What?”

It’s Sept. 5, and the Bears are up, 45-0, at the end of the second quarter against Grambling State. The Tigers are finally driving down the field. Third and nine at the Cal 27.

Quarterback Johnathan Williams, in the shotgun, drops back and throws 20 yards down the field. He underthrows his intended receiver, allowing Rubenzer to jump in front of the ball. He snatches it and goes to the ground. He gets up, hesitates and then proceeds to chest bump every Cal player in the vicinity.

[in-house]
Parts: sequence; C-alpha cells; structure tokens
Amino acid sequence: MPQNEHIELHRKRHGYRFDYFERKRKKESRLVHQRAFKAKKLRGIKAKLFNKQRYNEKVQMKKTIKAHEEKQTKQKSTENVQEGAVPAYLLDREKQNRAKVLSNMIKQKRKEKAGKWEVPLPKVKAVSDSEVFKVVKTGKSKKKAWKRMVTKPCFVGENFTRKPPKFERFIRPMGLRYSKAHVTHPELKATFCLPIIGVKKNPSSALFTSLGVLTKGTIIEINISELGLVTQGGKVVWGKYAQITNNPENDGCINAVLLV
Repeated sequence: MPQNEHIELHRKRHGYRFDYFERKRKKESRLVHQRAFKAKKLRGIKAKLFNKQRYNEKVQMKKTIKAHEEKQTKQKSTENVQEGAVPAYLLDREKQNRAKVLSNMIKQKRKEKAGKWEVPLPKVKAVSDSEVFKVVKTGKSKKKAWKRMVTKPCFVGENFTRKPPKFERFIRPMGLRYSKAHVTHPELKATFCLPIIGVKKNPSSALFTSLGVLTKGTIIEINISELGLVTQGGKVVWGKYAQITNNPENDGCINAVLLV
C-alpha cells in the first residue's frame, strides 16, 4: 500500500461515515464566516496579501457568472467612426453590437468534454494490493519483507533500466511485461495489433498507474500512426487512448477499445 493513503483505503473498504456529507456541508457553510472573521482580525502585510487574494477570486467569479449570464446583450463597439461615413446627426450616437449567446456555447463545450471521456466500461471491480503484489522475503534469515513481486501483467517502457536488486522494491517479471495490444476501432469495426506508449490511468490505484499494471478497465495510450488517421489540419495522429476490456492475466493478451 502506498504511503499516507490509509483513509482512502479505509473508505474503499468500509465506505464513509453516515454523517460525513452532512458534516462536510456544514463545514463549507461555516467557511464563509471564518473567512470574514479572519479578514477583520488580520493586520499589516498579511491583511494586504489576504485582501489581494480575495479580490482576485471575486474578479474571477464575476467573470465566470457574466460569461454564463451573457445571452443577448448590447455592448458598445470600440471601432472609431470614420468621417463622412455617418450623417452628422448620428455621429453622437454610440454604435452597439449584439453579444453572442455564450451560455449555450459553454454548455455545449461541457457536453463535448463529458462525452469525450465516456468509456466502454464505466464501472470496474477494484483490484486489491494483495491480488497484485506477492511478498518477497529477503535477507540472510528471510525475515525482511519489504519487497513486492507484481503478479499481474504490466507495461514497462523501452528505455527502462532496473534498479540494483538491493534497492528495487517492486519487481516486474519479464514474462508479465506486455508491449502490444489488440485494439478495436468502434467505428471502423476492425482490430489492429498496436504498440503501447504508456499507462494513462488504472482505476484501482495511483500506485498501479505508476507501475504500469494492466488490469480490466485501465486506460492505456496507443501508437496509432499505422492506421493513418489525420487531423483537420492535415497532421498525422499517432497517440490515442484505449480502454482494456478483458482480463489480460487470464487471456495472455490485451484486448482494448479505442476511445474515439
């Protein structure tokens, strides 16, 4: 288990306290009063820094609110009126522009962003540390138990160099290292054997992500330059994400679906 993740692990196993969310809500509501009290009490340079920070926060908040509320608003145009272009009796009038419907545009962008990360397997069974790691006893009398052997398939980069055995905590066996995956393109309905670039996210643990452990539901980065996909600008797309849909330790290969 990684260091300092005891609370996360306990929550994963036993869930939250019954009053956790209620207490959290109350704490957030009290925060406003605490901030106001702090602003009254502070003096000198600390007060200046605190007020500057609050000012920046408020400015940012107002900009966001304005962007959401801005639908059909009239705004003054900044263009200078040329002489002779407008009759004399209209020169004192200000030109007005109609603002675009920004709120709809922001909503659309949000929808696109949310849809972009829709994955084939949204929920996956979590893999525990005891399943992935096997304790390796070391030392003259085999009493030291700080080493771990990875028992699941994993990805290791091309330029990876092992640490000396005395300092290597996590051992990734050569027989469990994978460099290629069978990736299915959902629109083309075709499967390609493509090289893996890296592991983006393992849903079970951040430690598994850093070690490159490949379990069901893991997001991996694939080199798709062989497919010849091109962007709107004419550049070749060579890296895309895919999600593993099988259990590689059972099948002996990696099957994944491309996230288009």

“It is a lot easier to get really excited (on defense),” Rubenzer says. “With quarterback, you kind of have to be a lot more mellow, which I never really was at QB anyways. I like getting the interception more than scoring a touchdown.”

For the second time in his career, Rubenzer is being talked about after a season opener, but for a different reason. What he will or can bring to this defense is unknown, as is whether he will remain on that side of the ball.

This story has yet to find an ending. And until he finds one, all he can do is keep playing.

You tell the whole damn world ….

Alaina Getzenberg covers football. Contact her at [email protected]